The mechanisms underpinning epileptic seizures have been explored using a field of statistics known as extreme value theory.

© 2022 KAUST; Ivan Gromicho

Extreme analysis of seizures

The statistics of extreme events helps to better understand epileptic seizures.

A new and powerful approach for analyzing seizures in epilepsy patients has been developed using electroencephalogram (EEG) records of brainwave patterns. The method holds promise for better understanding the mechanisms of seizures.

“Despite being a well-studied neuronal disorder, predicting an epileptic seizure event remains difficult,” says Matheus Guerrero, a Ph.D. student who led the study. “This work is the first attempt to understand the epileptic seizure process from the vantage point of extreme value theory – a field of statistics dealing with large deviations from the median of probability distributions.”

As Guerrero explains, the brain is permeated by electric fields generated by neuronal activity. When a seizure occurs, there is a sudden and uncontrolled disturbance of these electrical patterns. Working with Raphaël Huser from the Extreme Statistics Group and Hernando Ombao from the Biostatistics Group, Guerrero’s study focused on whether extreme value theory could be used to better understand seizure events from EEG records.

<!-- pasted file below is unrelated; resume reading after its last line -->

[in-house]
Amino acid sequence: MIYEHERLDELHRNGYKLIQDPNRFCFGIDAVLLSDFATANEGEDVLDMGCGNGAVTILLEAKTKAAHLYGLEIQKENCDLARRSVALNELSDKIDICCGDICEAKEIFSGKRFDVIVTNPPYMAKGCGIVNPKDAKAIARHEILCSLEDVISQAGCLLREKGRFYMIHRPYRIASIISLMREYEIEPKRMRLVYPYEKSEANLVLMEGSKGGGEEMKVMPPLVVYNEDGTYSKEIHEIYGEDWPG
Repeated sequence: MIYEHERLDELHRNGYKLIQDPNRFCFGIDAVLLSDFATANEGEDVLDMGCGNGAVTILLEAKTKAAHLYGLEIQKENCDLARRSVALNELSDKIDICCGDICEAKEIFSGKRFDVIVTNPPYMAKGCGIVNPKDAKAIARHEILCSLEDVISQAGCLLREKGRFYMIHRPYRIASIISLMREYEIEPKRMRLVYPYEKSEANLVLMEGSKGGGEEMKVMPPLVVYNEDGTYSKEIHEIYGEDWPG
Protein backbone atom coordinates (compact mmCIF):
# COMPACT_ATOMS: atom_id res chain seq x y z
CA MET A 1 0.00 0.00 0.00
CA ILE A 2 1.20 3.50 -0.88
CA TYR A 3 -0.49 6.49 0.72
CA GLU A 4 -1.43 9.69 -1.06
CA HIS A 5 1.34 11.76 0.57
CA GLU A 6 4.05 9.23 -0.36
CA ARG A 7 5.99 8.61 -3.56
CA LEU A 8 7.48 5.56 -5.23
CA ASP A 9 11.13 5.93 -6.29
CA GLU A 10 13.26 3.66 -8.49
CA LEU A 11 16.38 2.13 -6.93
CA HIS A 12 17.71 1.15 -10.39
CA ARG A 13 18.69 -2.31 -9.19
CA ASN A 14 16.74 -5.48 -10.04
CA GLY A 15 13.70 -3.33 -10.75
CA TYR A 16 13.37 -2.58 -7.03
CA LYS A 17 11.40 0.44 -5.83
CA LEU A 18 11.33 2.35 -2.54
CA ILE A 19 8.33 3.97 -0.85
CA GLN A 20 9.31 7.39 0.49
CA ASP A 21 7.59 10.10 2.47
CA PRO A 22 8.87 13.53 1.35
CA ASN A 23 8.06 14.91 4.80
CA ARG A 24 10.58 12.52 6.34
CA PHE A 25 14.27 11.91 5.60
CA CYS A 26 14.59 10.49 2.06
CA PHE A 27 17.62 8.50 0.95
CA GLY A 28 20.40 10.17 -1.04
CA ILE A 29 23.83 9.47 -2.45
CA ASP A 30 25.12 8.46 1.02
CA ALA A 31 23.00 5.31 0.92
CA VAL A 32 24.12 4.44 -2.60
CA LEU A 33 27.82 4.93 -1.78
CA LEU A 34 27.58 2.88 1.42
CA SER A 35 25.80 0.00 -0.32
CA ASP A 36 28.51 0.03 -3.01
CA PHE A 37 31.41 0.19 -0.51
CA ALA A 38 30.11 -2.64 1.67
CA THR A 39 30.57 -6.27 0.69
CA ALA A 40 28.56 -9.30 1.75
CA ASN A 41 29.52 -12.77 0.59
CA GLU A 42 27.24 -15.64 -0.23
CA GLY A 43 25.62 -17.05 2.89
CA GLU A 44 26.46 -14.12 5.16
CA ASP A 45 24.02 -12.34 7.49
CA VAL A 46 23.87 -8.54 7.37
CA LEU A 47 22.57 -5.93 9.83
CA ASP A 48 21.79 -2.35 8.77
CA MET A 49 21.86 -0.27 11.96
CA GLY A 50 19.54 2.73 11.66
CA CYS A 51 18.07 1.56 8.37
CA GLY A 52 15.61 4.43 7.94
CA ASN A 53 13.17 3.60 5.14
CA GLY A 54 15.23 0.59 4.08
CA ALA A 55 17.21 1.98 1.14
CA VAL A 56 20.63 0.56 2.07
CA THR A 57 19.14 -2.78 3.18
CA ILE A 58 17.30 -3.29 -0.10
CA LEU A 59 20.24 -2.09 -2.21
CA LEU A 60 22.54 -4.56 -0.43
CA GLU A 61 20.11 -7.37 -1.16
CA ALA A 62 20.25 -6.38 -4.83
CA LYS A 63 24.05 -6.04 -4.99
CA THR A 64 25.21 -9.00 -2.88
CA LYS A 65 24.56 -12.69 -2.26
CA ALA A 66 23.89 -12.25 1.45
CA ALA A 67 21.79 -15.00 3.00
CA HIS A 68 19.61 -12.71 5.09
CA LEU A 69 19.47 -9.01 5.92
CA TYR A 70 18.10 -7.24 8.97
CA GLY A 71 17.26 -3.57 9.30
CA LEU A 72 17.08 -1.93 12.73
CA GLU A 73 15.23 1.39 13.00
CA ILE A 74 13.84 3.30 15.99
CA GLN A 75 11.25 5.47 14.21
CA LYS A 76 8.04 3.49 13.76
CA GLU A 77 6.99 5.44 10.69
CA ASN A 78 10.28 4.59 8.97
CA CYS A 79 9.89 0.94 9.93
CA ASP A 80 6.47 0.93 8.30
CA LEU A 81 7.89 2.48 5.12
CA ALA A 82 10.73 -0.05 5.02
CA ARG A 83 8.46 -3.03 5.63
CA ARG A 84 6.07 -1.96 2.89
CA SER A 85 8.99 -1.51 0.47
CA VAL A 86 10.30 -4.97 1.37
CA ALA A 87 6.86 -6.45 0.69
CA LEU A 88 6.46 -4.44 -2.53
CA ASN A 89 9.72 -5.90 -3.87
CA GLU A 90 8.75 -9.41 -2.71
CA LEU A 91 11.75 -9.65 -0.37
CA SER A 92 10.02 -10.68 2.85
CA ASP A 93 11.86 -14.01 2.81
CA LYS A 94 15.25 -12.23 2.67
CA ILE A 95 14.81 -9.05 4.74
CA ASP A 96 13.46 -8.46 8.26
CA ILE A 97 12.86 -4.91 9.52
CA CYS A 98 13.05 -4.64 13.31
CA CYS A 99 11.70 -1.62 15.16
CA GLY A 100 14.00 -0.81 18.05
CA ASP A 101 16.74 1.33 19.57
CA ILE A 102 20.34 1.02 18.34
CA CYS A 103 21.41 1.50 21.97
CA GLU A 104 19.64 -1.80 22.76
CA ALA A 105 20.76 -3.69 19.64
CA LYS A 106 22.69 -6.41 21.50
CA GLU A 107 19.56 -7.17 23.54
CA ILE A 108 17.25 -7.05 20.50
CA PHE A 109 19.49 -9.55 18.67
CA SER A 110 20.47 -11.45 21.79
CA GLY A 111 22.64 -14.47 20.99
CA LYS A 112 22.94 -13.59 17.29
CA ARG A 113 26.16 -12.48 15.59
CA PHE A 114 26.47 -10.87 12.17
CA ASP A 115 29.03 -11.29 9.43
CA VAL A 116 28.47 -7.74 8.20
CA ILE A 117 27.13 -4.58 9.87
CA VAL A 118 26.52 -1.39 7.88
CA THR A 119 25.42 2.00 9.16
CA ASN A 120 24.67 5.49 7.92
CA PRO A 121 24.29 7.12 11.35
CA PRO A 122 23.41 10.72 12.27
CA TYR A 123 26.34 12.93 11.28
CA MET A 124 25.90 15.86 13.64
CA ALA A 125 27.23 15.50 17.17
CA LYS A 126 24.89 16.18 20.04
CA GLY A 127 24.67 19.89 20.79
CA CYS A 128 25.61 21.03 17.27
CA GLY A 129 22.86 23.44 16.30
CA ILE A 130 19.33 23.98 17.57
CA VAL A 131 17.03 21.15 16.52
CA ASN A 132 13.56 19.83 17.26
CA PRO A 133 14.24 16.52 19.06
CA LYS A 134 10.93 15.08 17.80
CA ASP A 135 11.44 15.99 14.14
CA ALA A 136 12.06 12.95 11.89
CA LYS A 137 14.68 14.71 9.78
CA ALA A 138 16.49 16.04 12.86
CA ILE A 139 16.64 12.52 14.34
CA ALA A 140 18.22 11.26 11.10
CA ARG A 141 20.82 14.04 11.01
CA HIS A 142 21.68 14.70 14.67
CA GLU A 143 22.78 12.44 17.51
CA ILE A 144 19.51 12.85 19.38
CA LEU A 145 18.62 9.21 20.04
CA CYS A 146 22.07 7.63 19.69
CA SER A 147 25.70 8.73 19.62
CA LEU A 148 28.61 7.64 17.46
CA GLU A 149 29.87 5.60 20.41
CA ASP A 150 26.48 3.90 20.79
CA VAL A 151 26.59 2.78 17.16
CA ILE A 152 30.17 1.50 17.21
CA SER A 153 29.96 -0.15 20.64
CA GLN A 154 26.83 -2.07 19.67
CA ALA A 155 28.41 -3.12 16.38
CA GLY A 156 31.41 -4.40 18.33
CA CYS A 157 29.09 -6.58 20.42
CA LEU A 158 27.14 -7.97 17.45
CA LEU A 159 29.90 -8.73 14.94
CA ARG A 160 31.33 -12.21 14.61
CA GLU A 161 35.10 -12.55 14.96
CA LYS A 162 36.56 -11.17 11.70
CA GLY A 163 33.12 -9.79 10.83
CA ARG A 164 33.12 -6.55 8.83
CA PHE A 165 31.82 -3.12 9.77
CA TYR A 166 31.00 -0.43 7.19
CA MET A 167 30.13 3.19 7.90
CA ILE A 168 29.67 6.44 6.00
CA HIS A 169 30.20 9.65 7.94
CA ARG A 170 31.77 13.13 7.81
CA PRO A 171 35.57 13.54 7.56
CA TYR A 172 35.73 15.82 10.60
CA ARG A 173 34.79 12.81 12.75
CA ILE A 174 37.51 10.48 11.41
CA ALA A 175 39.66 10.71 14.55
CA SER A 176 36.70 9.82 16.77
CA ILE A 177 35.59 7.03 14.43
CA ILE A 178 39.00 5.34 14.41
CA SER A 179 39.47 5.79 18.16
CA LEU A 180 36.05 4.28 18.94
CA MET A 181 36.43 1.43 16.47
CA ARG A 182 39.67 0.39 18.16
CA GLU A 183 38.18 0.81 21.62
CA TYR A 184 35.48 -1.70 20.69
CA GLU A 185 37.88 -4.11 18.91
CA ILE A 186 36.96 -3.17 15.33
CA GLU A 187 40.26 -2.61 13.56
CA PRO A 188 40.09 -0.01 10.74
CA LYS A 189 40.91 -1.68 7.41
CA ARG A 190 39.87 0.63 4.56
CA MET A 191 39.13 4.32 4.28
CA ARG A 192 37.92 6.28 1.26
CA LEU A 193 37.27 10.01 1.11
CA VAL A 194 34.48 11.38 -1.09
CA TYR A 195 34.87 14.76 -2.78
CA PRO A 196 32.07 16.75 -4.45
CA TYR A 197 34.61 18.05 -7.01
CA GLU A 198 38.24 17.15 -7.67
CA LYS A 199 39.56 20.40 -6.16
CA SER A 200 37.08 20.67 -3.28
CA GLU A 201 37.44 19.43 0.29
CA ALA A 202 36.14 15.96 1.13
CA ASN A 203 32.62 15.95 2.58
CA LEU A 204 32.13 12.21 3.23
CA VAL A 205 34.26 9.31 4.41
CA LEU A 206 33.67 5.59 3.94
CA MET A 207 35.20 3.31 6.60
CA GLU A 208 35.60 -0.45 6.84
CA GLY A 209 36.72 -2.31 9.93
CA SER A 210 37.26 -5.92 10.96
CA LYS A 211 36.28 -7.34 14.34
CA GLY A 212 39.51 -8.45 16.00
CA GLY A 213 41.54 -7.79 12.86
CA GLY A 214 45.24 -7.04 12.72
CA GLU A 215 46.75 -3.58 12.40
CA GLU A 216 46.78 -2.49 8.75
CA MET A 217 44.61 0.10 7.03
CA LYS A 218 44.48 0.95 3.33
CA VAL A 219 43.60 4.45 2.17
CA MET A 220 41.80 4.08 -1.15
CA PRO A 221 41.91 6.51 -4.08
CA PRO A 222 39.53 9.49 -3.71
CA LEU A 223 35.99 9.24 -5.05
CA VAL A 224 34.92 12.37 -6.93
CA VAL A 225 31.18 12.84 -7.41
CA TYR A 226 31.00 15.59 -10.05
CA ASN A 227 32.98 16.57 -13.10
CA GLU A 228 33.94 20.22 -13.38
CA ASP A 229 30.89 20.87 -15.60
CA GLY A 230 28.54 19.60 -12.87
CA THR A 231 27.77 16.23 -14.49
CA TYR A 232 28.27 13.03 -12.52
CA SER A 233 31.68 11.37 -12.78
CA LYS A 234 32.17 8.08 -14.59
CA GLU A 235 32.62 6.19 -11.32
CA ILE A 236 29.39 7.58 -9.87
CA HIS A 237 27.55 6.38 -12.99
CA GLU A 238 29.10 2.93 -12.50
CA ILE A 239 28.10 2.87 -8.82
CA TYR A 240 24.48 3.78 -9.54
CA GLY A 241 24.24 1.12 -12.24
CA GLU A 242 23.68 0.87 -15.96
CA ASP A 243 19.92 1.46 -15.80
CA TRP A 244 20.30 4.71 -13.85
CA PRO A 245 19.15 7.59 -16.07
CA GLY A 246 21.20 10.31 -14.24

“Current statistical methods for analyzing EEGs consider the oscillatory and cross-dependence patterns in the entire distribution of brainwaves,” Guerrero says. “However, these methods completely neglect the specific patterns that might occur in the tails of the distributions, which is where relatively rare extreme events like seizures occur.”

The team was specifically looking for cross-interactions in brainwave patterns between different areas of the brain during seizure events, which are expected to differ significantly from those during nonseizure periods. Conventional statistical methods are unable to differentiate between dependence and independence in the tail versus the overall probability distribution, meaning they might miss potentially important seizure-specific connections among unexpected brain regions.

“We concentrated our attention on damaged areas of the brain with high EEG amplitudes,” says Guerrero. “Using this approach, we were able to model brain connectivity in the extremal setting of a seizure event.”

The method, called Conex-Connect, captures changes in brain connectivity at various EEG frequencies that could not be captured by existing methods. Applying the method to real EEG seizure data revealed that extremal dependence is high but notably stable pre-seizure, while it is weaker and more chaotic after seizure onset. Importantly, Conex-Connect can capture changes in brain connectivity in different frequency bands, which other methods cannot.

“The results from Conex-Connect could be used to create inputs for machine learning algorithms in order to predict seizures,” Guerrero says. “Our work shows the importance and relevance of extreme value theory in neuroscience, opening a promising new field for brain-related research.


  1. Guerrero, M.B, Huser, R. & Ombao, H. Conex–Connect: Learning patterns in extremal brain connectivity from multi-channel EEG data. Annals of Applied Statistics (2022).| article